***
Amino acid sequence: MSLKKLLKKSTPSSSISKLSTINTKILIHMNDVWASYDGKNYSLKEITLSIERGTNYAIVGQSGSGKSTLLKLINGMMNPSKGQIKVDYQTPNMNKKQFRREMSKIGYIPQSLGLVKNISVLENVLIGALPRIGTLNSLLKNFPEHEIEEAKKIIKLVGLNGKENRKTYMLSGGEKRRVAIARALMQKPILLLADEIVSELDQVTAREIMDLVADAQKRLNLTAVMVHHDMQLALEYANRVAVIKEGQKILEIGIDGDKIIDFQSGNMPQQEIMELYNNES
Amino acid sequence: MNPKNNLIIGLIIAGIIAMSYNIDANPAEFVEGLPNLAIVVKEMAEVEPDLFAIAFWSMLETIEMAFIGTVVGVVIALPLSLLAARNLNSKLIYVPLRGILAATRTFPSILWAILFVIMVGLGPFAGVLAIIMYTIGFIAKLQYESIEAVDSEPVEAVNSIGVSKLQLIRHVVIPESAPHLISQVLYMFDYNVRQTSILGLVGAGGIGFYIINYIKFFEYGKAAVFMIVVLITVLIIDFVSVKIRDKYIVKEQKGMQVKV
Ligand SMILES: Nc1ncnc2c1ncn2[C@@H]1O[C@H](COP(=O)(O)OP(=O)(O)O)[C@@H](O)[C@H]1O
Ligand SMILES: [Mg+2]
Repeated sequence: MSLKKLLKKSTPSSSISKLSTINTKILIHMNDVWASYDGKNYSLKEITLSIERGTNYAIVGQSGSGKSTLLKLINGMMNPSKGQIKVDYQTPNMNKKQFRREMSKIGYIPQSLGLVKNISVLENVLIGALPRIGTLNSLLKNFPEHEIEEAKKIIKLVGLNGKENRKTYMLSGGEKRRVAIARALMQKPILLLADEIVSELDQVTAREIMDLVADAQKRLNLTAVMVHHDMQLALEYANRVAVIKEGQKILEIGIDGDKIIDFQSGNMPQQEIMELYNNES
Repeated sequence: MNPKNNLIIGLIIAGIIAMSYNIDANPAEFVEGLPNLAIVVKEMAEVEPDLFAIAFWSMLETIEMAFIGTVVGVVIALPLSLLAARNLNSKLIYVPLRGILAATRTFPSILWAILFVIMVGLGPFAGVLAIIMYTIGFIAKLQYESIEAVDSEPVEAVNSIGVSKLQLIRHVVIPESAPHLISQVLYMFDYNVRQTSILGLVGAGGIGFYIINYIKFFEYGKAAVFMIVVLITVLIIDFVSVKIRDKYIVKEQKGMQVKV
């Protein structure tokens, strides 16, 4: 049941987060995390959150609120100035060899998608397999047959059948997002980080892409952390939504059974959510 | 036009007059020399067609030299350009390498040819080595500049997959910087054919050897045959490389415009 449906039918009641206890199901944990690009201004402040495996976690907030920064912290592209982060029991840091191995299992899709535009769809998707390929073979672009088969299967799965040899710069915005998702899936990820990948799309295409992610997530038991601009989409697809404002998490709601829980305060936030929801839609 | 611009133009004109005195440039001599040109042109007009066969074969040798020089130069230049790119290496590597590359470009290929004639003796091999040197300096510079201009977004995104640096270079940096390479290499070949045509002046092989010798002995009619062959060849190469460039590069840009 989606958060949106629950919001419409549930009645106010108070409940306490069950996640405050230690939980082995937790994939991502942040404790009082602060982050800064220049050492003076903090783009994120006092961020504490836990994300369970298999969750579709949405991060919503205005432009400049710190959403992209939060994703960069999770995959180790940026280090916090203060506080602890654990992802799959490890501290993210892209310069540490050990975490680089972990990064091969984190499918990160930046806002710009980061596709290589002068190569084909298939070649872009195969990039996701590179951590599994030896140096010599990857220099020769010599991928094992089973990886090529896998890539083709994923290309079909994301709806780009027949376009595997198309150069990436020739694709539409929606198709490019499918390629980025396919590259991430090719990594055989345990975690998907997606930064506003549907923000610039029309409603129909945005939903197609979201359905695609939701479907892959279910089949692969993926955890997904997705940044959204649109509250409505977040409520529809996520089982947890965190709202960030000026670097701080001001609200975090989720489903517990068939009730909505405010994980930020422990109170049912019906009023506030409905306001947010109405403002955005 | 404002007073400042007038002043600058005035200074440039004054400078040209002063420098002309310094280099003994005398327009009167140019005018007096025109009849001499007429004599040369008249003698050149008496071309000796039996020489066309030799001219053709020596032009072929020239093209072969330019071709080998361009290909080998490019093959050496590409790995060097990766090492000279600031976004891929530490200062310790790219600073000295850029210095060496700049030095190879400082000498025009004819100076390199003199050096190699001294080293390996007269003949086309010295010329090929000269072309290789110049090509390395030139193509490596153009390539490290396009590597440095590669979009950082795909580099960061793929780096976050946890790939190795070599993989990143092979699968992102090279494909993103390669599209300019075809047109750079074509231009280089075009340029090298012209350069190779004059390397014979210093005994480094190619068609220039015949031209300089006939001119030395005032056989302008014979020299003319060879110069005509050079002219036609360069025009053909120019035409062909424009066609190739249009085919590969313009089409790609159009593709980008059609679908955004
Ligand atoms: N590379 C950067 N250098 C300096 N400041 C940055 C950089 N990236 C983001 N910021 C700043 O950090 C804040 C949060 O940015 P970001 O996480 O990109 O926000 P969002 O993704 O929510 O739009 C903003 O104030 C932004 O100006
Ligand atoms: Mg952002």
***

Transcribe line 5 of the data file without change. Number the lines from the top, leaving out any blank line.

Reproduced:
Repeated sequence: MSLKKLLKKSTPSSSISKLSTINTKILIHMNDVWASYDGKNYSLKEITLSIERGTNYAIVGQSGSGKSTLLKLINGMMNPSKGQIKVDYQTPNMNKKQFRREMSKIGYIPQSLGLVKNISVLENVLIGALPRIGTLNSLLKNFPEHEIEEAKKIIKLVGLNGKENRKTYMLSGGEKRRVAIARALMQKPILLLADEIVSELDQVTAREIMDLVADAQKRLNLTAVMVHHDMQLALEYANRVAVIKEGQKILEIGIDGDKIIDFQSGNMPQQEIMELYNNES